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suitable for industrial use?

asked 2013-01-14 16:15:58 -0600

aimc gravatar image

updated 2014-04-20 14:09:22 -0600

ngrennan gravatar image

Is ROS suitable for use on an industrial scale? (example: automatization of manufacture of plastic bottles).

Would be helpful if there were some example projects for these cases, if exist.

greetings to ros community

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answered 2013-01-14 18:59:55 -0600

Thomas gravatar image

updated 2013-01-15 16:03:28 -0600

Well, I guess that the http://www.rosindustrial.org/ website is the best proof that there is at least attempts to use ROS on an industrial scale (I don't know if there is systems currently in production however).

But again, the usual ambiguity appears in your question. If you ask if the roscomm layer and the ROS core tools are mature enough to support an use on an industrial case, I would say yes. There is, of course, still room for improvements but this seems definitively reasonable.

On the "pro" points, I would say that despite its relative young age, the huge adoption of ROS by the community made it so that this low-layer has been intensively used in the last past year which makes it something one can rely on. At least, if you compare it to other general-purpose robotics middleware.

There is of course limitations. There is no formal verification, for instance, of the ROS core layer which makes it unsuitable for critical operations. But, if you have this kind of requirements, the amount of software you can choose from becomes severely limited anyway...

Again, on the "con" point, if you consider not only the ROS communication layer but also all the other associated package then the answer is more "no". I mean, some packages are stable and well-tested (the PR2 ones for instance) but most of them are research code which have been packaged and may or may not work depending on your setup. These packages are the work of volunteers and suffer from very little workforce available and the usual research syndrom (aka code it, publish it, throw it). It may not be the case for all packages but it is an usual problem.

There have been discussion on how to split the packages between "mature" packages one can rely on and unstable packages but so far, except the fact that some are available as Debian packages, there is little hint to help one distinguish between these two kind of packages. Also, the ROS Industrial SIG have been discussing some kind of LTS support for ROS which would be more suited to plant automation than the current release cycle.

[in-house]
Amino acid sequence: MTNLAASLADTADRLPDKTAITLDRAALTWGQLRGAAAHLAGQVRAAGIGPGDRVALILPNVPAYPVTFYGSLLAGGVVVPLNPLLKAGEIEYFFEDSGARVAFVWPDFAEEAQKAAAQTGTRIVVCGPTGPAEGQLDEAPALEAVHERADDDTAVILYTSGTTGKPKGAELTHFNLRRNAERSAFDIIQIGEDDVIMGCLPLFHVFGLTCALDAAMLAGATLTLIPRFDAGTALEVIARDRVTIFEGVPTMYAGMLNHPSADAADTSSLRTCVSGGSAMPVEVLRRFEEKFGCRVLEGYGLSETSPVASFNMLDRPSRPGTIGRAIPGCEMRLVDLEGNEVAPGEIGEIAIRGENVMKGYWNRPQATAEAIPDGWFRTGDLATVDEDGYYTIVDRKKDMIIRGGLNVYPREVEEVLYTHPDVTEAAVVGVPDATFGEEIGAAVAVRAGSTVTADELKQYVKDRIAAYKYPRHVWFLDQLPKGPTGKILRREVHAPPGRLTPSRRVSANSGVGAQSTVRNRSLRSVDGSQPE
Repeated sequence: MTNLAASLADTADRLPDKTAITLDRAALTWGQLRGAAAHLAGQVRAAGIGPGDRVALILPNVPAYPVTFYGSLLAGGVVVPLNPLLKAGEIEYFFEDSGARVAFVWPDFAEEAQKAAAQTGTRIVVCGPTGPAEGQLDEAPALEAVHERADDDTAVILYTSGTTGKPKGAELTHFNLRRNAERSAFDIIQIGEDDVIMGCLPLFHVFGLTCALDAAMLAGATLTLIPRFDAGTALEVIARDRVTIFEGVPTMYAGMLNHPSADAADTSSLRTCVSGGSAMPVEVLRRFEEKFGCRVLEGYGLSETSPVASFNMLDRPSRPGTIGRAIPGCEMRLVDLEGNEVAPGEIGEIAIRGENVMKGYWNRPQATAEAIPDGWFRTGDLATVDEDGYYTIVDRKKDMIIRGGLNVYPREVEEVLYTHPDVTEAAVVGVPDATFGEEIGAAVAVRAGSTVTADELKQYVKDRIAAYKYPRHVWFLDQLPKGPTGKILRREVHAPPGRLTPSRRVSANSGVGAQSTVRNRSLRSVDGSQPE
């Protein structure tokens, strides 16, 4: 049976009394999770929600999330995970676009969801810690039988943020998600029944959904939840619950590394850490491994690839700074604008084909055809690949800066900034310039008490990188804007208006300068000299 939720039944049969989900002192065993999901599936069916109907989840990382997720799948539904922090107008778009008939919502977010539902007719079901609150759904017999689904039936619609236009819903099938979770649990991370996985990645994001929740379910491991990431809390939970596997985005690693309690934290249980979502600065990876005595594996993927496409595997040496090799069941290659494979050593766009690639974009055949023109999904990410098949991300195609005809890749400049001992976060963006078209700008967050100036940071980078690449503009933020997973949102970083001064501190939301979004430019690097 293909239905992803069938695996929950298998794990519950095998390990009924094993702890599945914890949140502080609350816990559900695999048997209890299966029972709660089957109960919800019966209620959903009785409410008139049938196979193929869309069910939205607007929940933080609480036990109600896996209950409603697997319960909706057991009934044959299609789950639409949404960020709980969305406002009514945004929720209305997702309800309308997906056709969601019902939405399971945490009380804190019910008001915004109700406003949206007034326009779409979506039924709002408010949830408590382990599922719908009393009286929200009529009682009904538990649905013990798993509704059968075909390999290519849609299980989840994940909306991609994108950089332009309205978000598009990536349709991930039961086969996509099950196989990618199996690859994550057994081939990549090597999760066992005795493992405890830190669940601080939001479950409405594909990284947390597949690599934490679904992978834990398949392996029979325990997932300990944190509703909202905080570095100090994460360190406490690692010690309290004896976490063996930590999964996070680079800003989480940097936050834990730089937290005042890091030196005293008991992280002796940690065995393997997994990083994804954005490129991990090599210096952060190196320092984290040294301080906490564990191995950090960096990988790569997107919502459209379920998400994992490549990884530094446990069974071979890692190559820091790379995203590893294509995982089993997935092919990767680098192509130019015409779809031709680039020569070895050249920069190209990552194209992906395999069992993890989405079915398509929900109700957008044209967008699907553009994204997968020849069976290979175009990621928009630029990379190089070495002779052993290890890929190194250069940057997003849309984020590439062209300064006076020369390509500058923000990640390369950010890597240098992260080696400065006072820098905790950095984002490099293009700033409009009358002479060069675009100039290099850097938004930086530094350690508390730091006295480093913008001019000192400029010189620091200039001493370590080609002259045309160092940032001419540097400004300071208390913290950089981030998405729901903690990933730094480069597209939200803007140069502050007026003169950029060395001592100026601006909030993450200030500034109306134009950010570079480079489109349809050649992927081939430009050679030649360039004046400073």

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answered 2013-01-15 16:41:49 -0600

I would agree with Thomas' assessment of the ROS software. However, it's important to note that while ROS may not be a perfect solution, there are a class of problems for which it is one of the only solutions. The state of the art within industrial robotics and automation has lagged behind cutting edge research in robotics. At this point ROS is five to ten ahead of commercial options when it comes to some raw capabilities. However, as Thomas points out, ROS is not as reliable or robust.

So what does this mean?

In the near term, I see ROS (and by extension, ROS-Industrial) as a solution to a class of industrial robotics applications that lack commercial solutions. Good examples include any application that requires a perception component and/or advanced path planning component. In these applications, end users, are probably willing to accept a 90% (i.e. imperfect) solution. It's important to remember that end-users only care about top-level metrics, ROI, uptime and throughput. Those aspects which are important to developers, usability and maintainability, only indirectly affect top-level metrics. I have seen many examples of nearly unreadable code that meets or exceeds top-level metrics.

In the long term, as ROS gains greater acceptance, aspects such as robustness, reliability, maintainability, and usability will improve (this is a goal of ROS-Industrial and the community at large). Industrial automation and robotics, if t ROS is adopted early, will then benefit by the sheer scale of ROS. The biggest hurdle in advancing the state of the art in industrial robotics is solely a problem of scale. The industrial robotics market is too small and has too many players to really advance technology. The solution is either consolidation or adopting an open solution such as ROS. An open solution, is the better option, because it pushes the state of the art, while still maintaining the competitive environment that results from many players.

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Asked: 2013-01-14 16:15:58 -0600

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Last updated: Jan 15 '13